The Government has done a terrific job of supporting households and business during the Covid crisis, with innovative solutions such as the furlough scheme and bounce-back loans.
Which makes it all the more surprising and disappointing that it seems poised to undo much of its good work by pressing stubbornly ahead with a 1.25 per cent hike in national insurance at precisely the wrong moment.
If it is brought in as planned this April it will take effect in precisely the same month that the energy price cap expires, triggering a rise in fuel bills of up to 50 per cent. It’s no exaggeration to say we are in an economic perfect storm.
Touker Suleyman pictured in 2018. The Dragons’ Den panellist said: ‘These increases affect everyone, but they hit working people – those who will be affected by the NI rise – hardest’
Inflation – already at a 30-year high – is likely to rise to six or even seven per cent as a result of the spiralling cost of domestic fuel and this will create a cost-of-living crisis that will have devastating effects on millions.
Mortgage repayments are increasing too as the Bank of England raises interest rates in a bid to – ironically – curb inflation.
These increases affect everyone, but they hit working people – those who will be affected by the NI rise – hardest.
Even those who kept their jobs last year saw their incomes reduced under furlough.
These are anxious times, and the repercussions will continue for months, if not years, to come. Is this really the time to hit people with yet another rise?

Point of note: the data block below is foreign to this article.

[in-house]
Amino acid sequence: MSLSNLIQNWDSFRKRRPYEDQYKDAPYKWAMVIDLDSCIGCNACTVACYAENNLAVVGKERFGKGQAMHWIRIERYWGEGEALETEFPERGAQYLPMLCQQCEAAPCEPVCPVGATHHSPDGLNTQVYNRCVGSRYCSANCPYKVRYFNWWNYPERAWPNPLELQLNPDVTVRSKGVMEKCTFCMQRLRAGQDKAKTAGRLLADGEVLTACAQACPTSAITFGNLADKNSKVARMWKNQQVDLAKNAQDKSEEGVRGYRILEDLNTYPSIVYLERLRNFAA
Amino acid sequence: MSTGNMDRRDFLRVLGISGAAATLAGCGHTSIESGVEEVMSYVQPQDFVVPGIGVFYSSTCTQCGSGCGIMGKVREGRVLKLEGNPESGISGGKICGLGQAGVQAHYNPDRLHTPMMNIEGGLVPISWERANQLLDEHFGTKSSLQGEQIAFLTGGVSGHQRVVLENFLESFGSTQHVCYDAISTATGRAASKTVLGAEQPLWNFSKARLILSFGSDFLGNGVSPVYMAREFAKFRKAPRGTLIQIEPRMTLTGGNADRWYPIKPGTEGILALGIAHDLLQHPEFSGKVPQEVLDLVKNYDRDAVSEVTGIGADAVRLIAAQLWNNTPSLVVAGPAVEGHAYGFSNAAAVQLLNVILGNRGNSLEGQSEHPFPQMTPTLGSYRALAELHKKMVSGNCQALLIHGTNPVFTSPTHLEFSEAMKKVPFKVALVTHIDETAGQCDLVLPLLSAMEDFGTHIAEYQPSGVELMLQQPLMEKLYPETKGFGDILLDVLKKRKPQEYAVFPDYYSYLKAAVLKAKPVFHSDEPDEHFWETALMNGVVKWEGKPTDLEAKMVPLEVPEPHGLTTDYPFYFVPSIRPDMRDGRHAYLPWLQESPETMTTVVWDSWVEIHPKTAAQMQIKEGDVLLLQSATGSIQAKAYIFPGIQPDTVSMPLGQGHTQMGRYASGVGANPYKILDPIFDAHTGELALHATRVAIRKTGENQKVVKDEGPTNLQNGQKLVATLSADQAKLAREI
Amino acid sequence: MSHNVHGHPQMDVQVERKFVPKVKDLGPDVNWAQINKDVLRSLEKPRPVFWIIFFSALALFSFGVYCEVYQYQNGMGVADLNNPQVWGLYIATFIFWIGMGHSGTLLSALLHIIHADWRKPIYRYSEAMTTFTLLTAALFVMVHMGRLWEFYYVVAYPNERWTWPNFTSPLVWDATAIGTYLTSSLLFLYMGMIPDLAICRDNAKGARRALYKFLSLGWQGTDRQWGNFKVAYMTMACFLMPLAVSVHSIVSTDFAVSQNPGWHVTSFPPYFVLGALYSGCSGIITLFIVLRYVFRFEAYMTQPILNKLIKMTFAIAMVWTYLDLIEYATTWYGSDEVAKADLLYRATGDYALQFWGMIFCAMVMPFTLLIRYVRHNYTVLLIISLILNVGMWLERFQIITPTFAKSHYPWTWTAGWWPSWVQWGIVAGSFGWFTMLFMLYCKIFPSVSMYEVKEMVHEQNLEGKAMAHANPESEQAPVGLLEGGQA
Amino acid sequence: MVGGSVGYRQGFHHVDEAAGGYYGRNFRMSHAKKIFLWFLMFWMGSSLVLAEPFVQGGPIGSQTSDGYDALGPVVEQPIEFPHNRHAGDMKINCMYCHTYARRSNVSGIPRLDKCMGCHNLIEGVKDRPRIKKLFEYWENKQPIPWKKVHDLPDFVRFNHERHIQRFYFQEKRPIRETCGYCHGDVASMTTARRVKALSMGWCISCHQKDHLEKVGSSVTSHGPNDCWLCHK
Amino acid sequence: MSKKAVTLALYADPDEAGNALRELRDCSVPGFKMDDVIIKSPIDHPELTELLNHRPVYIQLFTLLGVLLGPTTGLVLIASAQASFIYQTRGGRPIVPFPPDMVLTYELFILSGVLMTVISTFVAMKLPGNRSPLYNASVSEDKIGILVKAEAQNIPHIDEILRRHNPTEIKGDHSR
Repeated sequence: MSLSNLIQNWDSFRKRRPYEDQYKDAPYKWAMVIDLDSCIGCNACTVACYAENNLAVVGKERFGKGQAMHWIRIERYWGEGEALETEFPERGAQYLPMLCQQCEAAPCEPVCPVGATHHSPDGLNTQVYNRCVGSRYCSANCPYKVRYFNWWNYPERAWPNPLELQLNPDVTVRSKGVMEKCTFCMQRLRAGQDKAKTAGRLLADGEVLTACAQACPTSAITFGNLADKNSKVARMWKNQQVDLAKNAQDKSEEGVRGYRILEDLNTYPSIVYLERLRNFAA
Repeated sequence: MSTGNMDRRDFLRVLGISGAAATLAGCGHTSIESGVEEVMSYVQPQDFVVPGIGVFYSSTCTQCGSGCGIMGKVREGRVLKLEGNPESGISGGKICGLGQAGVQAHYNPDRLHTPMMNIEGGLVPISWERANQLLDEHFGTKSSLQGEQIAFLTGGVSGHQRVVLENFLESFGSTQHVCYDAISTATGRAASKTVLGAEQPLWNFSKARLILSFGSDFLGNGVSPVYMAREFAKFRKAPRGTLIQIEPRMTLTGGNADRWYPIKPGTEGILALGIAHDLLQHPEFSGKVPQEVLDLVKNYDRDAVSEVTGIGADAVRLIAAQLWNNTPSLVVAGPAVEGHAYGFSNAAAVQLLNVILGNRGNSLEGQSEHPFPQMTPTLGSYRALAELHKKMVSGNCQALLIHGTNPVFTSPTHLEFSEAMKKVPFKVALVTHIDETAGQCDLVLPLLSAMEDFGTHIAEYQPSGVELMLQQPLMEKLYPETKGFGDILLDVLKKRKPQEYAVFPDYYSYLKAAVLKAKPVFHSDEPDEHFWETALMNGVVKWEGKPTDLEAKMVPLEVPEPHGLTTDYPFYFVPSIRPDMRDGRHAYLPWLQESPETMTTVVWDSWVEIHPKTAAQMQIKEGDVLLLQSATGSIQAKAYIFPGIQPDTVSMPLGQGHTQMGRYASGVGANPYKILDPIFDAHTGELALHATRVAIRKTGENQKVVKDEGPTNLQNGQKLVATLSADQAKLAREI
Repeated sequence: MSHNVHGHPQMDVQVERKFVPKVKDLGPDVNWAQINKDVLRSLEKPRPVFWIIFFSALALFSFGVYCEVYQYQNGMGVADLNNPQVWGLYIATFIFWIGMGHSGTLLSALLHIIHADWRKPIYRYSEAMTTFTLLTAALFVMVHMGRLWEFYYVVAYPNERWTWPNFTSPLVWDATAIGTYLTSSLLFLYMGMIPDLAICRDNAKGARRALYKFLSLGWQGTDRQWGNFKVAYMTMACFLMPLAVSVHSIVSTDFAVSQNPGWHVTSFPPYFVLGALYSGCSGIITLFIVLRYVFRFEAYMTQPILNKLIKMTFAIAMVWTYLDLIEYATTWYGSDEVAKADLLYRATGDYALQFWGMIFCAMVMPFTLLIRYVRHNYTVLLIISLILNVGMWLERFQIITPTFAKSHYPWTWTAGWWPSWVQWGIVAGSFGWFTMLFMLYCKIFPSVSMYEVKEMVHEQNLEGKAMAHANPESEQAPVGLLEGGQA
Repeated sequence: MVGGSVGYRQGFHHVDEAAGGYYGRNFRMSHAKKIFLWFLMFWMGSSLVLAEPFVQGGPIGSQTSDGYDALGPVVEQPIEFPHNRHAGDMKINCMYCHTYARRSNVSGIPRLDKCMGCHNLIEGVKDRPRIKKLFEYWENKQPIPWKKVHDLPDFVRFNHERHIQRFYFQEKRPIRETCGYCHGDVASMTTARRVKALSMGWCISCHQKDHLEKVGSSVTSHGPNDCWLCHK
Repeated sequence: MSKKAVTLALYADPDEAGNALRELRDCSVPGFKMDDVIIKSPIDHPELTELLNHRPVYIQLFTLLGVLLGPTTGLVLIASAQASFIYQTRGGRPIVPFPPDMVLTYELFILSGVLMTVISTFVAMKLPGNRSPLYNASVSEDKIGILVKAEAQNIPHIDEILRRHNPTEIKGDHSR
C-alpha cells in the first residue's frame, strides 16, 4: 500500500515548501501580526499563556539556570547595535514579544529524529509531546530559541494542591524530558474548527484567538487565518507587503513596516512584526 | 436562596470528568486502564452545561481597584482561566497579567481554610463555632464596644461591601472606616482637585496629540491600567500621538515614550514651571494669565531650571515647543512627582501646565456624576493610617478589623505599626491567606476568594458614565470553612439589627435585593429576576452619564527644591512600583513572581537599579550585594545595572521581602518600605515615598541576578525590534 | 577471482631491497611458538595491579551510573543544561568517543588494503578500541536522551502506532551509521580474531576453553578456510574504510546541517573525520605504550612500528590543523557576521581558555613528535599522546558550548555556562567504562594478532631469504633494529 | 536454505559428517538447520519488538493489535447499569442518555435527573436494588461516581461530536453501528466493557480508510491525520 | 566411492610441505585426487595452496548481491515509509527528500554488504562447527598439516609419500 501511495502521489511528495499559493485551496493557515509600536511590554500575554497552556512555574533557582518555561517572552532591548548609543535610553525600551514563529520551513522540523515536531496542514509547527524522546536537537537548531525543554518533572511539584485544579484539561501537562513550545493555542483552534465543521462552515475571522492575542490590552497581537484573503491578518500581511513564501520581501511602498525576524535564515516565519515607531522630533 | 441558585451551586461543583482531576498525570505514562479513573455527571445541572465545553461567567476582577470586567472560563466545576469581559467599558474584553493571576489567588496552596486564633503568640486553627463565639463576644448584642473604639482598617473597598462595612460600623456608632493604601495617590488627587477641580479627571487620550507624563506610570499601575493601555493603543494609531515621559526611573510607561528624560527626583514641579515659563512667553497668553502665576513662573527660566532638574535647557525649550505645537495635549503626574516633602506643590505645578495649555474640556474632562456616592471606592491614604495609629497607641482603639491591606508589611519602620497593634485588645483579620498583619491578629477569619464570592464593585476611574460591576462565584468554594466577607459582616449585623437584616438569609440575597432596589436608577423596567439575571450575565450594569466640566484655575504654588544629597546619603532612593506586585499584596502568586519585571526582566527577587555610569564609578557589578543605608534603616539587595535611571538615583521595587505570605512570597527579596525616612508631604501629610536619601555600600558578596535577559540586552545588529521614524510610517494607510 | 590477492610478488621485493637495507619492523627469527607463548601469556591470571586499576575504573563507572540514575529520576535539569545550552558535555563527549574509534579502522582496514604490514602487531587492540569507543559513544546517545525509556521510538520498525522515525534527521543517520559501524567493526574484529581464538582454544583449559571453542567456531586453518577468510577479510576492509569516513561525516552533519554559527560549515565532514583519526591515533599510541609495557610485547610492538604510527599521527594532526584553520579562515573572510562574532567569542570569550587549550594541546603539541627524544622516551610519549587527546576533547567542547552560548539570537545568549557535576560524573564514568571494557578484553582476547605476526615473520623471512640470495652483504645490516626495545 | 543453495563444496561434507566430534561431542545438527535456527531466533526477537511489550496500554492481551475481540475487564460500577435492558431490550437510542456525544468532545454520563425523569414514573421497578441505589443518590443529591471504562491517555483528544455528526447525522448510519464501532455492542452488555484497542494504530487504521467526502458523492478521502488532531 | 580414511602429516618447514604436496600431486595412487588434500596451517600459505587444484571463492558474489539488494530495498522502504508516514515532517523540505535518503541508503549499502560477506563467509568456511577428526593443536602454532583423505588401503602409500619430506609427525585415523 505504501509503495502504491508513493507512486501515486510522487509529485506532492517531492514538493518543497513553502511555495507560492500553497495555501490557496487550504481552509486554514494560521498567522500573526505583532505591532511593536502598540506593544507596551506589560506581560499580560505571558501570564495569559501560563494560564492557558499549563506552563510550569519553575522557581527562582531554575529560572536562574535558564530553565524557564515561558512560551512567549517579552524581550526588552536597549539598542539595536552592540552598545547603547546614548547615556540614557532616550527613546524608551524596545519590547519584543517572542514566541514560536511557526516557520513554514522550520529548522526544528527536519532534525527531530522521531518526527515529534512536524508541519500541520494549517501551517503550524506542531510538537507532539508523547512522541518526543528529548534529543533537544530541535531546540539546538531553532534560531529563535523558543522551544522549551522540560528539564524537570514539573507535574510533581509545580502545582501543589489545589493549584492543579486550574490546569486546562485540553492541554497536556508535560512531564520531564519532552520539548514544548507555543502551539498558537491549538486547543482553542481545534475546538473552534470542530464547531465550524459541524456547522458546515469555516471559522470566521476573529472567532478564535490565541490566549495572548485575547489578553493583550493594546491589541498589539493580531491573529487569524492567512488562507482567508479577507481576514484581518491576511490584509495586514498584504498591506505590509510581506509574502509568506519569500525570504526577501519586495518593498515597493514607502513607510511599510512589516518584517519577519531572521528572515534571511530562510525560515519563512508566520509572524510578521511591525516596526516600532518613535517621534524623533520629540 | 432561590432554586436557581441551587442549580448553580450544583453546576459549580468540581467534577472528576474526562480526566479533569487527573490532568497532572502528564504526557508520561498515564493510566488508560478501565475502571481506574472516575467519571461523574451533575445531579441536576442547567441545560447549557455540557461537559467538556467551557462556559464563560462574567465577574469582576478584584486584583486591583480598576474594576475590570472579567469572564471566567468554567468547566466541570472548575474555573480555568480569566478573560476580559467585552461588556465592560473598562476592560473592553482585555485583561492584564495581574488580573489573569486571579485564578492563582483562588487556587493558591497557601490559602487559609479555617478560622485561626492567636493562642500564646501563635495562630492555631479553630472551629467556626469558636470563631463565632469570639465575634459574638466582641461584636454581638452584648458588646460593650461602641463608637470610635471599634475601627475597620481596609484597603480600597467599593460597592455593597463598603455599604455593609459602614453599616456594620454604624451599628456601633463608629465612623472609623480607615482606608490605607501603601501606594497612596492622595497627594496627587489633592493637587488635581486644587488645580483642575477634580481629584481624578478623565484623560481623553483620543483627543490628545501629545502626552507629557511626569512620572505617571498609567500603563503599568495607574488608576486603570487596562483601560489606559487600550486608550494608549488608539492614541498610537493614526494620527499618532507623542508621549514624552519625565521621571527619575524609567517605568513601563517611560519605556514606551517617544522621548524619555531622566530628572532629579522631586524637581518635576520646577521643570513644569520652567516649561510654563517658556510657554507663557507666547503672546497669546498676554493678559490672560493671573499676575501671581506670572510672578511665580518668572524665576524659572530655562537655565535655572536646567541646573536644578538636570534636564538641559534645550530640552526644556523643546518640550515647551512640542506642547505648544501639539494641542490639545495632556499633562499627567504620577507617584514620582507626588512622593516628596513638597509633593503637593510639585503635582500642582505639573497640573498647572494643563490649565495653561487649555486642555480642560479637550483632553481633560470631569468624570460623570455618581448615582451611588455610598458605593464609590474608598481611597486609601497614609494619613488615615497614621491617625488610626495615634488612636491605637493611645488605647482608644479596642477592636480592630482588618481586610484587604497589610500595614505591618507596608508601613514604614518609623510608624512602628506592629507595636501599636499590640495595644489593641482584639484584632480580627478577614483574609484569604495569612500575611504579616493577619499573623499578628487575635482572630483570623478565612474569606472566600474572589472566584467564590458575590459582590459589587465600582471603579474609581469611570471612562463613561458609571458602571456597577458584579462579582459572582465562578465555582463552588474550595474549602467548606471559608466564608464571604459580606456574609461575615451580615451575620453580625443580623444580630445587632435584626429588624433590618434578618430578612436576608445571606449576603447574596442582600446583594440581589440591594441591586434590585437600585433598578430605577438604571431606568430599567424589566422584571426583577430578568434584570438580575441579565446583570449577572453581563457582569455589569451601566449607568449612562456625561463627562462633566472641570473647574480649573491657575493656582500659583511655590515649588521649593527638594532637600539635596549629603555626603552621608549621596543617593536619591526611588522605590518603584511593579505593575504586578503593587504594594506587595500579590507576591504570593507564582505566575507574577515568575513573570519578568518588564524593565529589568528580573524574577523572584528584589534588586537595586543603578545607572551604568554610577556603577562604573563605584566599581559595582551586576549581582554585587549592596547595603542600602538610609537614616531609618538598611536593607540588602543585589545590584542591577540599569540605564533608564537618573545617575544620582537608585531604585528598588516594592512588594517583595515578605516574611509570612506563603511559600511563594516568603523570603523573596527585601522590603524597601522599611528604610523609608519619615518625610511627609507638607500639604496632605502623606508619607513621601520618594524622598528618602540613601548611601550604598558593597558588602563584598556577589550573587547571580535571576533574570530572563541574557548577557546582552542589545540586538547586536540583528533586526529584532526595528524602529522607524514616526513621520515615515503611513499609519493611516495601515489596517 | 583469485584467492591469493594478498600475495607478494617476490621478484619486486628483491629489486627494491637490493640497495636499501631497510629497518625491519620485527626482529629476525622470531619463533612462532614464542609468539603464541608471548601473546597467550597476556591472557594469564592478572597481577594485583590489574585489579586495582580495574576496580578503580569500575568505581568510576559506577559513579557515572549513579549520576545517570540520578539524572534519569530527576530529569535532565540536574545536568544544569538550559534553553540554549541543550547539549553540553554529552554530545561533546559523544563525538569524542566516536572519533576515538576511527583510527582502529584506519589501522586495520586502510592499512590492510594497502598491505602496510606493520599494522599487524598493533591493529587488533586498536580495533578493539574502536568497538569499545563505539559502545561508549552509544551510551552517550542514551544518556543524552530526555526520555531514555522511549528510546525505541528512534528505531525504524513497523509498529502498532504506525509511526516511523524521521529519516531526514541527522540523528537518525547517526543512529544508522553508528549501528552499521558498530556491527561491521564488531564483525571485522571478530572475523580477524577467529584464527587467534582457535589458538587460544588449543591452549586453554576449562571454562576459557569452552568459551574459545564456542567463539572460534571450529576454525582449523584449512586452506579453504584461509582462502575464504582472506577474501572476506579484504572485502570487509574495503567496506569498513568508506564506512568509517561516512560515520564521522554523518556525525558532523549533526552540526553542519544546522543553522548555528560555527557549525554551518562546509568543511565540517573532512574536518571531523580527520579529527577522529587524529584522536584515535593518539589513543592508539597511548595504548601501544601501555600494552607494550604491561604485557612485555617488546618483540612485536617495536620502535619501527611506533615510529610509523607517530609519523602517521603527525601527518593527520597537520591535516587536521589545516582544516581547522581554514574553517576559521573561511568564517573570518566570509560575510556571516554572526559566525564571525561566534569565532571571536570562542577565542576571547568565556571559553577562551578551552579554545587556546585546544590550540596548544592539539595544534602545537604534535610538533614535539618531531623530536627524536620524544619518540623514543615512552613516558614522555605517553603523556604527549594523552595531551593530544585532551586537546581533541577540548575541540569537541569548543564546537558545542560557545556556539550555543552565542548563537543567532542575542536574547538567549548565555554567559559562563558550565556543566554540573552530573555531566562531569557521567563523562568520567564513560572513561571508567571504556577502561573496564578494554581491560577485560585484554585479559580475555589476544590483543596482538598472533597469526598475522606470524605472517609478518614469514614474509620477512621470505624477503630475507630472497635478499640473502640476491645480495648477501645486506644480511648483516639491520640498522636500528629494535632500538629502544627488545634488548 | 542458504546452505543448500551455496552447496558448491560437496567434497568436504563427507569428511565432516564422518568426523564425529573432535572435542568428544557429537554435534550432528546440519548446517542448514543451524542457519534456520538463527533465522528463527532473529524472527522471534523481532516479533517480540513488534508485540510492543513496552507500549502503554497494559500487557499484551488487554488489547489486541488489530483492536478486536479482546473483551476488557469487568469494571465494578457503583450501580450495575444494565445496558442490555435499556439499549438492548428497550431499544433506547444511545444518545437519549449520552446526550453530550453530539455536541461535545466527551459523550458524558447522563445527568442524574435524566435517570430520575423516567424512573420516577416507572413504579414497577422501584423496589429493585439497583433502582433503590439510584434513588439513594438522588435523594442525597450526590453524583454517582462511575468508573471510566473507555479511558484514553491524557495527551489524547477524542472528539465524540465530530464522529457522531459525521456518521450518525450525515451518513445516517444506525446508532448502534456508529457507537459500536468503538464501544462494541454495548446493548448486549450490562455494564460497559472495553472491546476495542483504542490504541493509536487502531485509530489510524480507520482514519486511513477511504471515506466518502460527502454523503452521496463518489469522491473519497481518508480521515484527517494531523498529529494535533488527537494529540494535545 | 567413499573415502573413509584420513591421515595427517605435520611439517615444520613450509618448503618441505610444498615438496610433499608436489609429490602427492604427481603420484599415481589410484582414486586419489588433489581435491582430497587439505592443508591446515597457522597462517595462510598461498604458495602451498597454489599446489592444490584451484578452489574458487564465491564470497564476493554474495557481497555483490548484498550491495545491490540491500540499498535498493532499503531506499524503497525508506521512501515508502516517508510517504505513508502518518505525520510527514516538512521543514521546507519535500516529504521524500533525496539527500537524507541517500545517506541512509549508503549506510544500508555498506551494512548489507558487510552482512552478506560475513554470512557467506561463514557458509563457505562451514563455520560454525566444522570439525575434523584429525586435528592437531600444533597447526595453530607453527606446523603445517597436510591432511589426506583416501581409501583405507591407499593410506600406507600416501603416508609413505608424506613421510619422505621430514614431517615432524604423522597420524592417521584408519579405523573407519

An NI hike will leave employees hundreds of pounds out of pocket, with some families facing painful choices: food or heating, new shoes for the children or fix the car? The last thing they, or the economy, needs is another financial blow.
I understand that the Government will need to find the money to cover the booming cost of running the NHS, and the social care funding problem also needs to be addressed.
The imminent tax increase was designed by the economists advising Rishi Sunak months ago, before Omicron
But these issues have confronted us for decades and will take years to resolve.
With the economy in such a fragile state, now is not the time to solve them with what amounts to a tax on jobs. It is morally wrong and makes no economic sense.
Not only will it undermine recovery, I fear it could easily tip us into recession, since the blow will fall on both employers and employees, hitting small businesses – the lifeblood of the British economy – particularly hard. And you don’t have to take my word for it.
The highly respected Centre for Economics and Business Research estimates that a typical small business with 50 employees could end up paying an extra £10,000 to £20,000 annually, potentially deterring them from taking on new staff.
Nationally, this would amount to the loss of hundreds of thousands of potential jobs, while people in work face pay freezes which, with inflation, amount to pay cuts.
And if people have less money to spend there is a domino effect on business. Fewer people spending money in shops and restaurants means reduced revenue from income tax and VAT.
The Government – as well as the rest of us – will end up poorer if it goes ahead with its plan.